After Microsoft released their .Net framework everyone started realizing that J2EE is complex, says Debu Panda in his editorial. Elsewhere, while acknowledging obstacles remain, a Sun official left open the possibility that Sun might offer its Java programming language under an open source format.Sun Microsystems at its quarterly “software summit” Tuesday announced that the beta version of Java Studio Creator, its drag-and-drop, rapid application development platform, will be available April 8 for download, with general access for the final build scheduled for sometime in June.
Open Source Java Still Possible; Java Creator; J2EE Too Complex?
Submitted by Tabish Shaikh 2004-04-01 Java 20 Comments
One of the many things that people like Berlind say that is truly pathetic is the idea that John Q. is capable of making really cool and useful apps with no real knowledge of Java and a visual tool.
http://www.blindmindseye.com/bmeblog/archives/000097.html has some other objects to Berlind’s “commentary” that I have.
If the average user wants to write software for their own use they’re going to need a language that is very simple. Java is definitely not that language. Python or groovy are the two best languages.
Let’s face it, John Q. isn’t anymore capable of making their own software for complex activities than the average code monkey is at pulling out a CAD and designing a new building.
would be a new python environment built on parrot that’s fully interoperable with perl6, has a GUI toolkit that is modeled on Swing (instead of JButton, something like PButton) and uses wxWidgets. Parrot gives PERL6, Python and Ruby the chance to beat Microsoft’s .NET and Java.
i never understood the python hype. ruby is 10 times a better language. check it out sometime, you python people might be pleasantly surprised. http://www.ruby-lang.org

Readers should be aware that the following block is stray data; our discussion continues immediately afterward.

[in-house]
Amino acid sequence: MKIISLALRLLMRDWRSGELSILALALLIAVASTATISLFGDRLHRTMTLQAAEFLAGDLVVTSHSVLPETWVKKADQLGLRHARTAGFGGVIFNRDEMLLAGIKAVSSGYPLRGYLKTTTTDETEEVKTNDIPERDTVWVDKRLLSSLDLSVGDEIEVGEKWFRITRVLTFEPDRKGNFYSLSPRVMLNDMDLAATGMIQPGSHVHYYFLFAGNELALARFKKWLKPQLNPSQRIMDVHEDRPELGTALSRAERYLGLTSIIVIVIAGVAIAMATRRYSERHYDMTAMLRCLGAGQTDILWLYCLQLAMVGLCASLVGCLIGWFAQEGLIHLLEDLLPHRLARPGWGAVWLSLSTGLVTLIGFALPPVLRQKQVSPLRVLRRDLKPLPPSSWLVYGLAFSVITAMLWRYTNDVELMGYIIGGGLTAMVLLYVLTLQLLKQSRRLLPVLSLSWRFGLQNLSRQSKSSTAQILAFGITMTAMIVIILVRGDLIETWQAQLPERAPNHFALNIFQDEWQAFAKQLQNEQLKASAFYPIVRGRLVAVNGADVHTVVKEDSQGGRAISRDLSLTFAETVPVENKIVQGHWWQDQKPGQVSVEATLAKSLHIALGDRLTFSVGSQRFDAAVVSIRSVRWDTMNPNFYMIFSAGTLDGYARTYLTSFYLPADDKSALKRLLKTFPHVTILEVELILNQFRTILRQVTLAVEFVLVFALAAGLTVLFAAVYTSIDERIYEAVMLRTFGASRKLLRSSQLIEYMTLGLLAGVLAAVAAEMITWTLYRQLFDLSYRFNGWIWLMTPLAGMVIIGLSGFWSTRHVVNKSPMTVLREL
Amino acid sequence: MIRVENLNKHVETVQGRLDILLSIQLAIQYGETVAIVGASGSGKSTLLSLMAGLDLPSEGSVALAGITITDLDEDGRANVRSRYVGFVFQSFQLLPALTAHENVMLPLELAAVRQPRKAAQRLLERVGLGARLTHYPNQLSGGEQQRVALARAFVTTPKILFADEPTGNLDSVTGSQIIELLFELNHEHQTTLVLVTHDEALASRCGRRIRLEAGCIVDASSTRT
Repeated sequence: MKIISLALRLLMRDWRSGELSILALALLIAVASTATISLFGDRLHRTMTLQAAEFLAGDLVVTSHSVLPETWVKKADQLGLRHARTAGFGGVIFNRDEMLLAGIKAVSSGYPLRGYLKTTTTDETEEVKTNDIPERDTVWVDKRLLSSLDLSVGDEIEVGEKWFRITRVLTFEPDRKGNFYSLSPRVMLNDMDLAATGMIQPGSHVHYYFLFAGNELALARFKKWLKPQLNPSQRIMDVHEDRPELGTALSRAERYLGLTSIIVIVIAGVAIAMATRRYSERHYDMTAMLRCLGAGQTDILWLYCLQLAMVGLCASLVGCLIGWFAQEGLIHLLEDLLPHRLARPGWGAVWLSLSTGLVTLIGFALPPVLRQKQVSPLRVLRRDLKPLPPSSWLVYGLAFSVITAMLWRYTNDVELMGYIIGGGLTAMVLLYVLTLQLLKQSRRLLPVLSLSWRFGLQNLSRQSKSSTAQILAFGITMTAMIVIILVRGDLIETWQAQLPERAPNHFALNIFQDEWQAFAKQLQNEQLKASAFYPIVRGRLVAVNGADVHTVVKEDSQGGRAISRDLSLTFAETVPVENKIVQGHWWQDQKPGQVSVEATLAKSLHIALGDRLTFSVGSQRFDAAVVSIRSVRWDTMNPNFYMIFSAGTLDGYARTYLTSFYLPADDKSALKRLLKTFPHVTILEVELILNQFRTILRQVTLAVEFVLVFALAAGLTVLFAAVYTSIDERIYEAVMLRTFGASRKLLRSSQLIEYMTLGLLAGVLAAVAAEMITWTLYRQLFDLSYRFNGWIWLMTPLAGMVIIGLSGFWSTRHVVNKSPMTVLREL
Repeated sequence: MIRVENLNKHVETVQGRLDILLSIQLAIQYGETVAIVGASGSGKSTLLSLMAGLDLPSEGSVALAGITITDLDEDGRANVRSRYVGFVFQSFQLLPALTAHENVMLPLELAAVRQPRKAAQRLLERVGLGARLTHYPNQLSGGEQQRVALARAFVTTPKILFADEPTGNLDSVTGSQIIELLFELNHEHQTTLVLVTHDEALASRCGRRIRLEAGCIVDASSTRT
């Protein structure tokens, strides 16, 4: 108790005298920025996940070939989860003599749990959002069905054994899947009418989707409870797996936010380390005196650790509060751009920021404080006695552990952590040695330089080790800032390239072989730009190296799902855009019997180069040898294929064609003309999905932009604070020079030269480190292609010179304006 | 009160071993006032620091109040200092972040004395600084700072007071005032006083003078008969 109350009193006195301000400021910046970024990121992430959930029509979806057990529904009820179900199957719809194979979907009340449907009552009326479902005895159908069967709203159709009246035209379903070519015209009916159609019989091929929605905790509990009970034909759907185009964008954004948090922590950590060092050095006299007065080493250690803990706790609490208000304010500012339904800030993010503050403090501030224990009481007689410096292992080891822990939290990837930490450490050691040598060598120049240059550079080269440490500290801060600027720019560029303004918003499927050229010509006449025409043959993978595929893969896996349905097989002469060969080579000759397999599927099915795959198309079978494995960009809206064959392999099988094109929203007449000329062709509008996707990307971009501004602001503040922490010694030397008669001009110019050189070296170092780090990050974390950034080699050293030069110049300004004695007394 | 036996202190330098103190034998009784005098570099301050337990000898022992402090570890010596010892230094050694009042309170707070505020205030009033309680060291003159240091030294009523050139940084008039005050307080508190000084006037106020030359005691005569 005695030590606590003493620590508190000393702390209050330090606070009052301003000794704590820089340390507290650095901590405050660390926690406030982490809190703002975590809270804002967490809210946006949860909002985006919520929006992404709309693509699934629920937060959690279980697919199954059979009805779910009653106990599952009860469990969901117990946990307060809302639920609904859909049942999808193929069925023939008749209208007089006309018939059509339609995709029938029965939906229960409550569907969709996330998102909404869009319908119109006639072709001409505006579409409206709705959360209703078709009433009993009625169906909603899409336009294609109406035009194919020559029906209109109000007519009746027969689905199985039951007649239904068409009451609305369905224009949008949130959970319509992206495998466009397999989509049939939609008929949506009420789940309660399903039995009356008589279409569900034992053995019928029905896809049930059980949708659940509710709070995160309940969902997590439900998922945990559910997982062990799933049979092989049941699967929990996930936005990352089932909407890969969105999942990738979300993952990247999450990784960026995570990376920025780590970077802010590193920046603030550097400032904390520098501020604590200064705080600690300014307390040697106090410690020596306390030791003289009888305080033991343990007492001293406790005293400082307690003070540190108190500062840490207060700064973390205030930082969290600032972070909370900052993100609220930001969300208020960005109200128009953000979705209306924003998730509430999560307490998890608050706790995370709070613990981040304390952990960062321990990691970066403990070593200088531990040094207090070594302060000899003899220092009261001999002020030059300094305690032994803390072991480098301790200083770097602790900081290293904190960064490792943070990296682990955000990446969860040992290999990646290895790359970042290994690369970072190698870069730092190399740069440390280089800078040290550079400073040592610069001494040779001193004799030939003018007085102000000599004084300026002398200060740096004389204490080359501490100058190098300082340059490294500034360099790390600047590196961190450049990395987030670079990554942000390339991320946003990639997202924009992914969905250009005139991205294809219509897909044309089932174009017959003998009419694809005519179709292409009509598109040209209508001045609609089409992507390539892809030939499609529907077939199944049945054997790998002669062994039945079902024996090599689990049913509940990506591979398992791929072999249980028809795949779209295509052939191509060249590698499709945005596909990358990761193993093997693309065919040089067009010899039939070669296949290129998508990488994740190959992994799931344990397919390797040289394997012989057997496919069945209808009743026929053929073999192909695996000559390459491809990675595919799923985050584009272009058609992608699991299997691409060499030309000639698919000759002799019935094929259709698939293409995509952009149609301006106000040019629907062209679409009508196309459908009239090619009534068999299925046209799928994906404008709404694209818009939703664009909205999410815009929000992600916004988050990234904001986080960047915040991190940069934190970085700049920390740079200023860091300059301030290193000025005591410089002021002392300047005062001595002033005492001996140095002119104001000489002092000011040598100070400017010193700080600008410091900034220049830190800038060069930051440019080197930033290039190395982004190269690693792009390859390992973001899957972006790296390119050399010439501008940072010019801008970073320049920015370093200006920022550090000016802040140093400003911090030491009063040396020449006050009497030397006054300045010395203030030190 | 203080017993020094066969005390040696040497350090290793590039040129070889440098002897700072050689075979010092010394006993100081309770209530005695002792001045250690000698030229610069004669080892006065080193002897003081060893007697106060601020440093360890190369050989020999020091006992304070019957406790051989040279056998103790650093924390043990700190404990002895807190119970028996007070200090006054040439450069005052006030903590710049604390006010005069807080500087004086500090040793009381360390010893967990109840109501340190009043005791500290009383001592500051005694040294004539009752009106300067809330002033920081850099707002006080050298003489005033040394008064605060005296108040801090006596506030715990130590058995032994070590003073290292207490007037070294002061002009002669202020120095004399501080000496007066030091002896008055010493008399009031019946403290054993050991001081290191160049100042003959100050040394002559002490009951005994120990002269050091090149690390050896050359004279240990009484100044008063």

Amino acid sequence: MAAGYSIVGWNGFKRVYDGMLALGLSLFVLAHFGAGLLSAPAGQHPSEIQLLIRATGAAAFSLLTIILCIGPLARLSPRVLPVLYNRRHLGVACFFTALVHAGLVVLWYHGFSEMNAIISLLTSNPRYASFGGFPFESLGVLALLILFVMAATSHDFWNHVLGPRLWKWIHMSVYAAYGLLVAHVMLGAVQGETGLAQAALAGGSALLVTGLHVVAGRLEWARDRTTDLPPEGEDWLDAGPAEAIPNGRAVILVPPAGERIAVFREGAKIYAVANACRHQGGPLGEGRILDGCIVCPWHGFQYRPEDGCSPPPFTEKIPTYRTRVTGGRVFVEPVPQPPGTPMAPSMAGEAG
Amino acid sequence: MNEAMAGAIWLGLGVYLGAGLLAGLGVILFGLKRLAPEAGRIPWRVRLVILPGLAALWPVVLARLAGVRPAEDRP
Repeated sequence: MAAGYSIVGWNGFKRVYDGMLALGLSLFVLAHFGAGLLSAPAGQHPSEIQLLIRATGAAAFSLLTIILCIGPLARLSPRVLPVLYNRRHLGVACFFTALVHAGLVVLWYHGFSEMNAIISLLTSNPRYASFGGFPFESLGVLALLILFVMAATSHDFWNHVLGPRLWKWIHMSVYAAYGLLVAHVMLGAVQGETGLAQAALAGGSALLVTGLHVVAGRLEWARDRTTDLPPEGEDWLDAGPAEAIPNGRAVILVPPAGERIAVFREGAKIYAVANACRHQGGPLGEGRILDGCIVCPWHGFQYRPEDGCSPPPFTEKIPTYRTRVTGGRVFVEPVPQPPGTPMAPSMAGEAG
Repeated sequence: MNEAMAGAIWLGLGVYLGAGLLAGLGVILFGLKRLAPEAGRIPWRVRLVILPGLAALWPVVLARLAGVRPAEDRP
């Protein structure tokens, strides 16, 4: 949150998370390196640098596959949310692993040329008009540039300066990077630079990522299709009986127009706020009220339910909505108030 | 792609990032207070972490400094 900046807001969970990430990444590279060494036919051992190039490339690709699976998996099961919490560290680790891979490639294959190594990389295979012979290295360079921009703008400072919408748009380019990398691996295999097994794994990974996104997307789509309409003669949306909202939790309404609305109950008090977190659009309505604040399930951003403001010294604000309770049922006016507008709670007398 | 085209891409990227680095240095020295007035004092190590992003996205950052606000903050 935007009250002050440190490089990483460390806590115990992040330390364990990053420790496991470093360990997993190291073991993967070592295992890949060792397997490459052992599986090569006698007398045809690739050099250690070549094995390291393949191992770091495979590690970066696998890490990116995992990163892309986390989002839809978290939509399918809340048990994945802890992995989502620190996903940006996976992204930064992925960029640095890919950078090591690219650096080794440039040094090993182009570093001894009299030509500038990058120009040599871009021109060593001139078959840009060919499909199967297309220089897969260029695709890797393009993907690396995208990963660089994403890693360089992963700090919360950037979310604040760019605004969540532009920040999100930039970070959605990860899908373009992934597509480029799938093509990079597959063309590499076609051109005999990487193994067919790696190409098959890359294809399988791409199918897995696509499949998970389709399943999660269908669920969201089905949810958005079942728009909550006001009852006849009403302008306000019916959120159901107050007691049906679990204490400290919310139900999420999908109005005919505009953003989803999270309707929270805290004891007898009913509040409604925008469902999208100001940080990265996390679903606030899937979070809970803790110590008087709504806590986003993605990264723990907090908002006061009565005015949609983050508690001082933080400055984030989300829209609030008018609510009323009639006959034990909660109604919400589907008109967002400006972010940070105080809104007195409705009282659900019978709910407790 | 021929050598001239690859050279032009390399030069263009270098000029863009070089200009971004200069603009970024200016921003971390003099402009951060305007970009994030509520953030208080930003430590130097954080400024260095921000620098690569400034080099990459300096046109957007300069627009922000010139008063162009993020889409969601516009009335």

>would be a new python environment built on parrot that’s >fully interoperable with perl6, has a GUI toolkit that is >modeled on Swing (instead of JButton, something like PButton) >and uses wxWidgets. Parrot gives PERL6, Python and Ruby the >chance to beat Microsoft’s .NET and Java.
It might dampen Java but I doubt very much it would beat .NET, .NET is so so much more. In any case isn’t parrot largely vapourware?
Java has been adopted as a powerful language by quite a few.
The only purpose of this article is to keep bashing Sun, that’s been the Linux Zealots wish for half a year now and media seem to jump on the same train.
What’s wrong with being rational puuuhleaaze!
We have so many frameworks, so many diffrent ways to do the same thing and so many people/groups creating the same things in Java…
Wouldnt it be better if they all sat down together and created a better- more productive, more powerful environment for development.
Microsoft has always focused on simplicity.. and they have over taken a large number of top players with this simple mantra..
I think its time that the Java community starts looking at this and does something before its too late ..
although i like java and do use it. j2ee is the main reason for uising it in large organisations. but it is unecesarily complex. complexity itself is no bad thing – but confusion and inconsistency and duplication of efforts, and overlapping of domains is a problem… and java frameworks, have lomng suffered that. java imaging (awt, swing, java2d, java advanced imaging JAI) … is a bit mess…
i do believe that if any one of the more modern languages (although python was aroubnd before java) implements a business framework and does it well, it will effectively make java look very unattractive. portability is not such a concern – large organisations will pay whatveer it takes to the run the apps they need. but it helps of course. and the extensions to python, although they evolve, are a much more measured and transparent and documented process.
the whole point of j2ee is to provide abstractions to common business processes. but its telling that when organsiations require good j2ee developers, they are actuallu taking people hwo who know the details, the vagaries of the jvm, the exceptions to the rules.
rather than good business process architects – which is what should have happened if the j2ee dream was to have come true.
and this is why i think j2ee, although useful, has failed in its core aim.
I did some work as a JSP web-developer (before the company went out of business!) and have since been teaching myself the J2EE platform (JSP is only a TINY part of it).